Various infectious pathogens have been found in free living amoeba (Molmeret et al., 2005; Guimaraes et al., 2016). These amoeba resistant microorganisms (ARMs) were shown to possess higher gene numbers and larger DNA contents compared to their relatives, suggesting that the interactions of pathogens with amoebae may pose a selective pressure on ARMs to acquire the genes that enable intracellular survival. In other words, as some authors put it, amoebae may function as “a training ground for bacterial intracellular survival” (Molmeret et al., 2005). Our previous study reported that B. bronchiseptica can survive inside the common soil amoeba D. discoideum, translocate to and propagate in the sori, and hijack the amoeba life cycle as a dissemination vector for bacterial transmission (Taylor-Mulneix et al., 2017a). Considering the similarities between amoebae and mammalian phagocytes, interactions between environmental bacteria and amoebae may represent the starting point for bacterial adaption to mammalian hosts (Taylor-Mulneix et al., 2017b). The Bordetella species have diverged, evolved, and adapted to different hosts and ecological niches, which was accompanied by loss and gain of multiple genes, including large scale gene loss during specialization to a single (human) host (Linz et al., 2016). However, whether the mechanisms allowing interaction with predatory amoebae are conserved among the Bordetella genus or are specific for some Bordetella species is unknown.
In this study, we tested nine Bordetella species in assays representing three separate aspects of their interactions with D. discoideum: intracellular survival in single-celled amoebae, inhibition of amoebic plaque expansion, and bacterial translocation to the fruiting bodies. Most animal-pathogenic Bordetella species were able to resist predation by amoebae and to propagate in sori. But these abilities were degraded for two human-restricted species, B. pertussis and B. parapertussis, the bird pathogen B. avium, and the natural environment isolated B. petrii. Comparative genome analyses allowed the identification of a set of genes that are associated with the ability of the bacteria to interact with D. discoideum. The majority of genes identified by GWAS were categorized as metabolic enzymes, transporters, expression regulators, or genes associated with general stress response. The diversity of gene types identified suggests that multiple bacterial mechanisms are involved in facilitating intracellular survival in amoebae. A positive correlation was observed between the ability of Bordetella spp. to survive inside amoebae and in mammalian phagocytes. This suggests that some genes involved in surviving amoebic predation may also facilitate Bordetella spp. survival within host macrophages, thereby evading host immunity.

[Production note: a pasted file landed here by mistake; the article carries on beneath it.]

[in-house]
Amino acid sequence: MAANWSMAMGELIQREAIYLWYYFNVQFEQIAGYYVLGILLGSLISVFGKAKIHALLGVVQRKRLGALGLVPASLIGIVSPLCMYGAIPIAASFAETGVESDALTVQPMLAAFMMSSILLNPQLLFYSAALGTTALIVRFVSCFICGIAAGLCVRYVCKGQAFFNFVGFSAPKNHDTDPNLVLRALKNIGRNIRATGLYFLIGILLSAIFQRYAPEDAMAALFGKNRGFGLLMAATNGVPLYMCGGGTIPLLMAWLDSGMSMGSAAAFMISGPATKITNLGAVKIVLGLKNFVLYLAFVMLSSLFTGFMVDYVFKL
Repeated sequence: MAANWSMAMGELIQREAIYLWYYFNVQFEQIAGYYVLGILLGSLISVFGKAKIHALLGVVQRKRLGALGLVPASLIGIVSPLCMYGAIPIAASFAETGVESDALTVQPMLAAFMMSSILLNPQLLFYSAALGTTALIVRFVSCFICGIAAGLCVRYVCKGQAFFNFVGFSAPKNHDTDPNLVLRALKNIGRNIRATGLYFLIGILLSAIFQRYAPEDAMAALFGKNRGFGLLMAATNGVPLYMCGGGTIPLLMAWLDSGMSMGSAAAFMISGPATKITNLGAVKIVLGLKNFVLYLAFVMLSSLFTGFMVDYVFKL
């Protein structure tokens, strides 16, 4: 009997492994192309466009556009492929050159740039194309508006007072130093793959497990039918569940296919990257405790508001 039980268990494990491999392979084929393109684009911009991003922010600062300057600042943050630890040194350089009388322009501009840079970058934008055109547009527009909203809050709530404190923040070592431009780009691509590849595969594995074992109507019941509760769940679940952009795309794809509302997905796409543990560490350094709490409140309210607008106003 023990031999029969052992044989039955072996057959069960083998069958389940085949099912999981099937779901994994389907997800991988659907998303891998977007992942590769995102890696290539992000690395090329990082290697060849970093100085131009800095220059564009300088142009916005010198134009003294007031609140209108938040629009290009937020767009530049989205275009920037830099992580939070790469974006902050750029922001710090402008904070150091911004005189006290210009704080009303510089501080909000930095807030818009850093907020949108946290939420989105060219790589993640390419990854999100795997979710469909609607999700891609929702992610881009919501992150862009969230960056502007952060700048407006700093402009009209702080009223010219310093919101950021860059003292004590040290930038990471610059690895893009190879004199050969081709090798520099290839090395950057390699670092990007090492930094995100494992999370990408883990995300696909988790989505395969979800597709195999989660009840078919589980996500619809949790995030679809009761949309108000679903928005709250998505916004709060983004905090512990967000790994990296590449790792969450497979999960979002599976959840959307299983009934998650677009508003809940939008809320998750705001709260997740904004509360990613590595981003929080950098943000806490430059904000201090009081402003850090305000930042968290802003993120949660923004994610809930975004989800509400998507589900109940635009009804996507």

Materials and Methods
Bacterial Strains and Growth
B. bronchiseptica strain RB50, B. pertussis strain 536, a streptomycin resistant variant of Tohama I, B. parapertussis ovine strain Bpp5 (B. parapertussisov), B. parapertussis human strain 12822 (B. parapertussishu), B. pseudohinzii strain 8-296-03, B. hinzii strain L60, B. petrii strain DSM12804, B. avium strain 197N, B. holmesii strain 04P3421 and B. trematum strain H044680328 were grown and maintained on BG agar (Difco) supplemented with 10% defibrinated sheep’s blood (Hema Resources). Liquid cultures were grown overnight at 37°C to mid-log phase (OD ∼0.6) in Stainer Scholte (SS) liquid broth. Klebsiella pneumoniae (K. pneumoniae) was grown at 37°C and maintained at 4°C on Luria-Bertani (LB) agar (Difco) and liquid cultures were grown at 37°C to mid-log phase in LB broth (Difco) (Carilla-Latorre et al., 2008; Taylor-Mulneix et al., 2017a). To test the proliferation rates of Bordetella species under 21°C, a temperature used in plaque formation assay, a subset of each Bordetella species (~107 CFU) was inoculated in SS liquid broth and growth curves were measured with three replicates.